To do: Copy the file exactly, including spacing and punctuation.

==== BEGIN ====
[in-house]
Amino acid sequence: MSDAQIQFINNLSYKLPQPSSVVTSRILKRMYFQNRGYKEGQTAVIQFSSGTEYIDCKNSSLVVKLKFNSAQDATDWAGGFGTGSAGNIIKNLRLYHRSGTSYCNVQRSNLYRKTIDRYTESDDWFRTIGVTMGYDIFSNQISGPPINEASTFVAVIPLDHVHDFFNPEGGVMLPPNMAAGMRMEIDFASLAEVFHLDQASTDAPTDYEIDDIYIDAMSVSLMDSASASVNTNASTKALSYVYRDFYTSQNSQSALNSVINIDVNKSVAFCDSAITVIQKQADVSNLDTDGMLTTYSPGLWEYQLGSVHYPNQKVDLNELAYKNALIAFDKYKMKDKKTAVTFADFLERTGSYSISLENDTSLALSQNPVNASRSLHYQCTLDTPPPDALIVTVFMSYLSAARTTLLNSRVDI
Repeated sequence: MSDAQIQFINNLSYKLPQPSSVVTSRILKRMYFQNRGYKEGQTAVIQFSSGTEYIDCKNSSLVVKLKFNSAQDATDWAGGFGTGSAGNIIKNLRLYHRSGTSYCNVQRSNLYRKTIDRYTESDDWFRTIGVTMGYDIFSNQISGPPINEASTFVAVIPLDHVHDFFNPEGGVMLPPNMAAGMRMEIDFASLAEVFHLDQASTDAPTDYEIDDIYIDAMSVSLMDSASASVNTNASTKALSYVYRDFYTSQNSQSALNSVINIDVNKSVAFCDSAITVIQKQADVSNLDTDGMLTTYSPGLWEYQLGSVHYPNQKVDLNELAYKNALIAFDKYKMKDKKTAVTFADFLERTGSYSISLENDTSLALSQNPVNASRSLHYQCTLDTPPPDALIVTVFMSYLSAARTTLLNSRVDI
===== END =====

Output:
[in-house]
Amino acid sequence: MSDAQIQFINNLSYKLPQPSSVVTSRILKRMYFQNRGYKEGQTAVIQFSSGTEYIDCKNSSLVVKLKFNSAQDATDWAGGFGTGSAGNIIKNLRLYHRSGTSYCNVQRSNLYRKTIDRYTESDDWFRTIGVTMGYDIFSNQISGPPINEASTFVAVIPLDHVHDFFNPEGGVMLPPNMAAGMRMEIDFASLAEVFHLDQASTDAPTDYEIDDIYIDAMSVSLMDSASASVNTNASTKALSYVYRDFYTSQNSQSALNSVINIDVNKSVAFCDSAITVIQKQADVSNLDTDGMLTTYSPGLWEYQLGSVHYPNQKVDLNELAYKNALIAFDKYKMKDKKTAVTFADFLERTGSYSISLENDTSLALSQNPVNASRSLHYQCTLDTPPPDALIVTVFMSYLSAARTTLLNSRVDI
Repeated sequence: MSDAQIQFINNLSYKLPQPSSVVTSRILKRMYFQNRGYKEGQTAVIQFSSGTEYIDCKNSSLVVKLKFNSAQDATDWAGGFGTGSAGNIIKNLRLYHRSGTSYCNVQRSNLYRKTIDRYTESDDWFRTIGVTMGYDIFSNQISGPPINEASTFVAVIPLDHVHDFFNPEGGVMLPPNMAAGMRMEIDFASLAEVFHLDQASTDAPTDYEIDDIYIDAMSVSLMDSASASVNTNASTKALSYVYRDFYTSQNSQSALNSVINIDVNKSVAFCDSAITVIQKQADVSNLDTDGMLTTYSPGLWEYQLGSVHYPNQKVDLNELAYKNALIAFDKYKMKDKKTAVTFADFLERTGSYSISLENDTSLALSQNPVNASRSLHYQCTLDTPPPDALIVTVFMSYLSAARTTLLNSRVDI